“You have proved you know this stuff, but why do you like it.”


Neither one said anything, and Gina turned her head as she listened. She heard the gentle waters of the stream flow by, the birds singing their songs, and the soft breeze as it blew through the Douglas-Firs and against her skin.

“All I hear are the birds and the water.”

“What else do you hear?”



Gina looked at James with a question look on her face.

“I like to come out here and listen to Mother Nature sing her song, and relax. Out here you don’t hear the hustle and bustle of every day life back in the city, no one yelling at you, no deadlines to meet. Just nature at it’s best. It helps me unwind and clear my mind. Do you ever wonder why I come into the office sometimes and it looks like nothing bothers me?”


“This is why.”

They put their canteens away and continued walking. 

Through meadows of Giant Red Paintbrush and Mountain Phlox they passed, Gina amazed at all the color they observed as they hiked. The red tips of the Paintbrush, the pale lilac to white flowers of the Phlox, to the blue or purple hooded flowers of the Blue Monkshood. They even stopped and observed a herd of Mule Deer. The males standing a good four feet at the shoulders with antlers spaced evenly apart, the does slightly smaller, and even a few small spotted fawns. James pointed to one male and told her that was the head of the herd. He was undoubtedly the biggest of all of them, weighing in at well over 200 pounds, the antlers themselves forked into 2 equal branches. James counted the points of the antlers and explained to Gina that it was a 12-point buck. A prize for any hunter.

“Are you a hunter James?”

“For food yes.”

“I don’t understand.”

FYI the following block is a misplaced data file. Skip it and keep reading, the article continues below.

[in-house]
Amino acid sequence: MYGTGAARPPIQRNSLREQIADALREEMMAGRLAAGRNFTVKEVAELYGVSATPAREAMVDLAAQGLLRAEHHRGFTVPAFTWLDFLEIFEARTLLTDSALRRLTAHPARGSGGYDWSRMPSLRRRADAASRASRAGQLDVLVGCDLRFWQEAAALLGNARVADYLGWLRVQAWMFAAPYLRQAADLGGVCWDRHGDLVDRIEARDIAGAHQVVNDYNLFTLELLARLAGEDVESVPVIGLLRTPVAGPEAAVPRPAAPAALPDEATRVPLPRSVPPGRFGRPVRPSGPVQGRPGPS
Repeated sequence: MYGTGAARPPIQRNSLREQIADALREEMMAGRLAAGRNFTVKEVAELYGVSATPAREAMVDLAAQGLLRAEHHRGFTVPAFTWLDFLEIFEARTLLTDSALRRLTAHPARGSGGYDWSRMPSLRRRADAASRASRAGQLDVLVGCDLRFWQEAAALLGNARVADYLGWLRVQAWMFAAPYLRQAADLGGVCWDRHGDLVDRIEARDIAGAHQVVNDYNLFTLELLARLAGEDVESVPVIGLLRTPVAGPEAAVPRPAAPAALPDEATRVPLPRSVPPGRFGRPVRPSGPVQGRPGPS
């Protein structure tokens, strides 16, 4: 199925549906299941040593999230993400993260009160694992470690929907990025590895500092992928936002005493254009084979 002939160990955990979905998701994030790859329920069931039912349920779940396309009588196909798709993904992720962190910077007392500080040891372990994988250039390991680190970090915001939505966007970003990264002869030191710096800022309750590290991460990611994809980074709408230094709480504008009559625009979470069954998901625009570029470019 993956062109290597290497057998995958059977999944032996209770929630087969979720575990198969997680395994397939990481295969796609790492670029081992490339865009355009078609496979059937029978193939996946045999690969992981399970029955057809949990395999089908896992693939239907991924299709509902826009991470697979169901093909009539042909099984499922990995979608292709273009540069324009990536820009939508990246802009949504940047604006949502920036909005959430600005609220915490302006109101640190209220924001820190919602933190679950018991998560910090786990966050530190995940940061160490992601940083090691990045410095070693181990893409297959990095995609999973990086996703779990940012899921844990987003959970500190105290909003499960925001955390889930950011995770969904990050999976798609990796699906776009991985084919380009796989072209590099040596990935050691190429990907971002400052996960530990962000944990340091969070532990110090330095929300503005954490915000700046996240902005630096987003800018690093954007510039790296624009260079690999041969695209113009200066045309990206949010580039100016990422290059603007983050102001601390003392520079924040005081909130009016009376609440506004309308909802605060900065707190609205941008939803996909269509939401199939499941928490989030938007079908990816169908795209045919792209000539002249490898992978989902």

“I don’t hunt for sport, and dislike it greatly. If you hunt as a last resort for food to feed your family, then I will understand. The so-called sport hunters will shot and kill all they can and it greatly disrupts the food chain. It also changes the course of mother nature.”

They watched the herd a little longer, and then continued on. 

When they stopped for the night, Gina watched as James cleared an area for a fire, gathered tree bark and twigs to get it going, and then started to gather bigger pieces of fallen branches. Gina was amazed when he took the larger pieces and constructed a crud lean-to big enough for both of them to sleep in. James also gathered pine needles and laid them on the ground inside. She guessed that this was going to be the mattress they were going to sleep on.

“Where did you learn all of this?” Gina asked. 

“I started doing this when I was in the scouts growing up, and when I was old enough to go off on my own, I would go camping for a week, or a weekend, and learn by doing it. I also have numerous books at home.”

Gina was so engrossed watching James, that when she heard the hoot-hoot of an owl she jumped and looked around. James walked up behind her and pointed half way up a tree. There in the fading sunlight stood a large owl watching them. It stood roughly two feet tall, the feathers a mottled brown and light brown in color.

“A Great Horned Owl.” James explained to her.

“How can you tell?”

“See the widely spaced ears sticking up? They are also called it’s horns, hence the name.”

“You are going to have to let me borrow some of your books when we get back. You know so much, and I know so little.”

James laughed at her and continued working.

Gina continued watching him. He cooked dinner over the hat size fire, and then they sat and talked until well after dark. When it was time for them to turn in, James pulled a few blankets out of their packs, laid one on the pine needles, handed her one, and covered himself up with another as he laid down. Gina lay next to him, and they were soon sound asleep.

Some time during the early morning hours, Gina woke with a start, and heard something that had to be large scrounging through the woods. The fire had died down to a few burning embers, so she couldn’t see what it may be. Moving closer to James for the security, Gina closed her eyes and was soon back asleep.